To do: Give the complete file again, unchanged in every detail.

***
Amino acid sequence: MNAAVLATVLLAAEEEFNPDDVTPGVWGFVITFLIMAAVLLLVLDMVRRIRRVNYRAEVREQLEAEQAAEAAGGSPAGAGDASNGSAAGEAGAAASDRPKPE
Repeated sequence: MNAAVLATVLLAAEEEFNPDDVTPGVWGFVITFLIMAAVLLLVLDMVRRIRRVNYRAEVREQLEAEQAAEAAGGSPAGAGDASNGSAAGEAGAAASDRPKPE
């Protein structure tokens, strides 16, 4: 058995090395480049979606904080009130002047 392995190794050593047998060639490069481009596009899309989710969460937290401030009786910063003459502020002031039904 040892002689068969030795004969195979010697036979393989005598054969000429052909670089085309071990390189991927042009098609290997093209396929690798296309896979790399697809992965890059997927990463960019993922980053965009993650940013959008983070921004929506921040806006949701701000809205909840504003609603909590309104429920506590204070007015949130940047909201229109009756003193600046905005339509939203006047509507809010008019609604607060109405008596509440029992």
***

Amino acid sequence: MNAAVLATVLLAAEEEFNPDDVTPGVWGFVITFLIMAAVLLLVLDMVRRIRRVNYRAEVREQLEAEQAAEAAGGSPAGAGDASNGSAAGEAGAAASDRPKPE
Repeated sequence: MNAAVLATVLLAAEEEFNPDDVTPGVWGFVITFLIMAAVLLLVLDMVRRIRRVNYRAEVREQLEAEQAAEAAGGSPAGAGDASNGSAAGEAGAAASDRPKPE
């Protein structure tokens, strides 16, 4: 058995090395480049979606904080009130002047 392995190794050593047998060639490069481009596009899309989710969460937290401030009786910063003459502020002031039904 040892002689068969030795004969195979010697036979393989005598054969000429052909670089085309071990390189991927042009098609290997093209396929690798296309896979790399697809992965890059997927990463960019993922980053965009993650940013959008983070921004929506921040806006949701701000809205909840504003609603909590309104429920506590204070007015949130940047909201229109009756003193600046905005339509939203006047509507809010008019609604607060109405008596509440029992």